In December 2012, the Canadian Supreme Court issued a ruling in R v. NS, in which a Muslim woman had demanded – citing her right to freedom of religion, as protected in the Canadian Charter of Rights and Freedoms – the right to cover her face, while giving testimony in a court of law. The defendants, also Muslim, demanded the right to see her face, in particular during cross-examination, as part of their right to the demeanor evidence that is necessary to provide “full answer and defense” and more generally as part of their right to a fair trial. The Supreme Court’s ruling stated that trial judges are entitled to make determinations about whether facial coverings must be removed, by weighing the rights of the accused to a fair trial against the rights of the accuser to freedom of religious practice, via what the court termed a “sincerity test.” This article considers the impact of the ruling and ultimately suggests that the decision will harm trust relations in Canada. In particular, the justifications offered in the judgment fail to respect the central objective of Canadian multiculturalism, i. e., to build trust among citizens of diverse backgrounds as a foundation for integrating minority communities into the public sphere on fair terms.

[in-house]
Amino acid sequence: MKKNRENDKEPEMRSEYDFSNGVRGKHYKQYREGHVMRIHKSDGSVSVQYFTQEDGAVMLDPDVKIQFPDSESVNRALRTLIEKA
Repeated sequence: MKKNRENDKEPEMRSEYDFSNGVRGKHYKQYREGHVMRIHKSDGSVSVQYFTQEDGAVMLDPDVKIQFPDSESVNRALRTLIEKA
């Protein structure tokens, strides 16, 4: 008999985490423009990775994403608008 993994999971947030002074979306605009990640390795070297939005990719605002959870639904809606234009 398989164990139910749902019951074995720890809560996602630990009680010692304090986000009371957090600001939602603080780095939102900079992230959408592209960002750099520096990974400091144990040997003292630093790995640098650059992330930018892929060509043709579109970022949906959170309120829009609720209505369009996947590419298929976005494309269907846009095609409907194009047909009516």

I would like to thank Avigail Eisenberg, Marisa Iglesias, and two anonymous reviewers for this journal for comments on an earlier version. I would also like to thank the Canadian Social Sciences and Humanities Research Council for supporting this research.
©2016 by De Gruyter